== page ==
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One of our mini reno projects

8 Apr

Aerocretos de Mexico

What are you waiting for?  Some times all it takes is a little creativity and imagination to turn something old and faded  and useless into something new and useful. This little Casita started out old, faded and not useful. With helpful creativity from the owners, we were able to transform it into something sparkling, new and more than a little useful. Oh and if you want to rent i,t we know the owners and they are really nice people.

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With a major reno underway, the owners had a vision of the end product. A clean crisp and bright casita. Everything was new and improved. Old doors filled in and new patio doors installed complete with Pasta tile inlay on new terrace. Old bathroom gone and new extension build for new bathroom and shower. All new electric, demand hot water, fresh cool tile you name it, it is all new and…

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Ik Kil

20 Apr

As promised, here is the first of several planned posts about things to see and do in the Progreso area. Nothing like starting with a bang! Ik Kil Cenote is just so beautiful it may be the highlight of your visit (other than visiting with us of course!).

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Ik Kil lit by the Afternoon sun.

Here is what Wikipedia has to say about this natural wonder. “The cenote is open to the sky with the water level about 26 metres (85 ft) below ground level. There is a carved stairway down to a swimming platform. The cenote is about 60 metres (200 ft) in diameter and about 40 metres (130 ft) deep. There are vines which reach from the opening all the way down to the water along with small waterfalls.”

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Amazing

When Ken was in Progreso he visited a small museum which described how an astroid hit in the Progreso area (actually at Chixelub) millions of years ago. This is the hit that many scientists believe led to the demise of the dinosaurs. Bits of the massive space rock broke off  and scattered in a circular pattern creating craters which have since filled with water. Hence, the cenotes!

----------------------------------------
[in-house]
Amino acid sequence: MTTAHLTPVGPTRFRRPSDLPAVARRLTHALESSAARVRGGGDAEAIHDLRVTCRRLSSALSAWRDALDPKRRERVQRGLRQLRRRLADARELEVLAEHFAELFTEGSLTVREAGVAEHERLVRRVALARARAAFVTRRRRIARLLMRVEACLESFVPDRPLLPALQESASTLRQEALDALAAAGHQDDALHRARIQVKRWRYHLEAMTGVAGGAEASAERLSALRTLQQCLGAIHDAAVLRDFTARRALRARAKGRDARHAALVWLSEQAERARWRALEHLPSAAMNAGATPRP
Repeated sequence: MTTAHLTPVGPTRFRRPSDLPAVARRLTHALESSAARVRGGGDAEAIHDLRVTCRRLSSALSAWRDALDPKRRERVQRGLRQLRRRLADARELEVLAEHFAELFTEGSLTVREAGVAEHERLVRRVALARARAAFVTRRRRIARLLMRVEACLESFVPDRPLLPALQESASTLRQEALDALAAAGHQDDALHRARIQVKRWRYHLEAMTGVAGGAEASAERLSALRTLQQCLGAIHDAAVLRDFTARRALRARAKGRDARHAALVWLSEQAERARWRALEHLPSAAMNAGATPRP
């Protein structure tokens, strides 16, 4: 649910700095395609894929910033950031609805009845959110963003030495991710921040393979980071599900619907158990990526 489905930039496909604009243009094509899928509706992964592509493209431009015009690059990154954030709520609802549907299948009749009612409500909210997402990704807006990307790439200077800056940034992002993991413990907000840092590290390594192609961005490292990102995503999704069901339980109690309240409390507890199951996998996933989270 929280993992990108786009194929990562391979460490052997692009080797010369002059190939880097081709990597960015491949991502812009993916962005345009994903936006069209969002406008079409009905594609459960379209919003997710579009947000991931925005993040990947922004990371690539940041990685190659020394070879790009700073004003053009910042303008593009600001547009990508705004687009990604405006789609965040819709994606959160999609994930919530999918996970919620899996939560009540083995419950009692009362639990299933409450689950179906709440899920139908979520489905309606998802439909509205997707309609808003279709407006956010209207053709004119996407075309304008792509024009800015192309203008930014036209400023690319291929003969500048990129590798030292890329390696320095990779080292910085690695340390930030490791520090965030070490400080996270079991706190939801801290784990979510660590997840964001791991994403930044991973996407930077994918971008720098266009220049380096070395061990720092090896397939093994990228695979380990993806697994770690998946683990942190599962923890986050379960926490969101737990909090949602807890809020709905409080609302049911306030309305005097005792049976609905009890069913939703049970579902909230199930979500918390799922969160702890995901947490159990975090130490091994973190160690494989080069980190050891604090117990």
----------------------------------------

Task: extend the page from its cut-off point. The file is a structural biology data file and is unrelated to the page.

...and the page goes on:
Mexican Critters #2

17 Apr

I was absolutely stunned by these beautiful photos and fabulous descriptions by zoologist, photographer and author Cherie Pittillo. I can’t wait to catch a glimpse of this bird when we settle in the Yucatan. What a character! To read the full piece please click on the link below.

http://www.theyucatantimes.com/2013/04/backyard-birding-in-merida-and-beyond-what-bird-is-that-groove-billed-ani-2/

All photos and quoted text by Cherie Pittillo

Groove-billed Ani, Crotophaga sulcirostris, Garrapatero Pijuy (Spanish) and ch’ik bul (Mayan)

Groove Billed Ani

“Upon closer look, that Jimmy Durante-like schnozz, which is actually its upper bill, is unforgettable. It is a short, thick, large, curved bill with ridges and grooves. Groove-y!”

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Groove-billed-Ani-in-sunshine

“The Groove-billed Ani is common in tropical lowlands as it ranges from S. Texas and Mexico down to N Chile and N Argentina. It frequents lawns, pastures, haciendas, fields, roadsides, orchards, forest edges, and even marshes.”

Groove Billed Ani

“Besides that grooved bill, its flight is characteristic as it rapidly flaps its wings a few times and then glides a short distance down to another tree or bush. It pauses for awhile and may call before it advances in the same manner. This pattern is repeated. When it arrives to its desired tree, it may hop up sideways from limb to limb until it reaches its target perch.”

So, where is Progreso?

15 Apr

When we tell people we have bought a house in Progreso, Mexico we usually get enthusiastic but somewhat confused congratulations. This is primarily because they are not quite sure where it is. Is it on the Atlantic side, the Caribbean or near the Texas border? Even when we describe its location in the Yucatan people still seem to have only a vague conception of Mexican geography. So for all those who want to really know where we will be heading here is a map of the region. Progreso is on the Northwest tip of the Yucatan Peninsula about 25 minutes by car north of the city of Merida.

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Over the next several posts I will highlight of some of the many wondrous places to see and visit in the area. It is a land rich in culture, history and nature. So stay with me.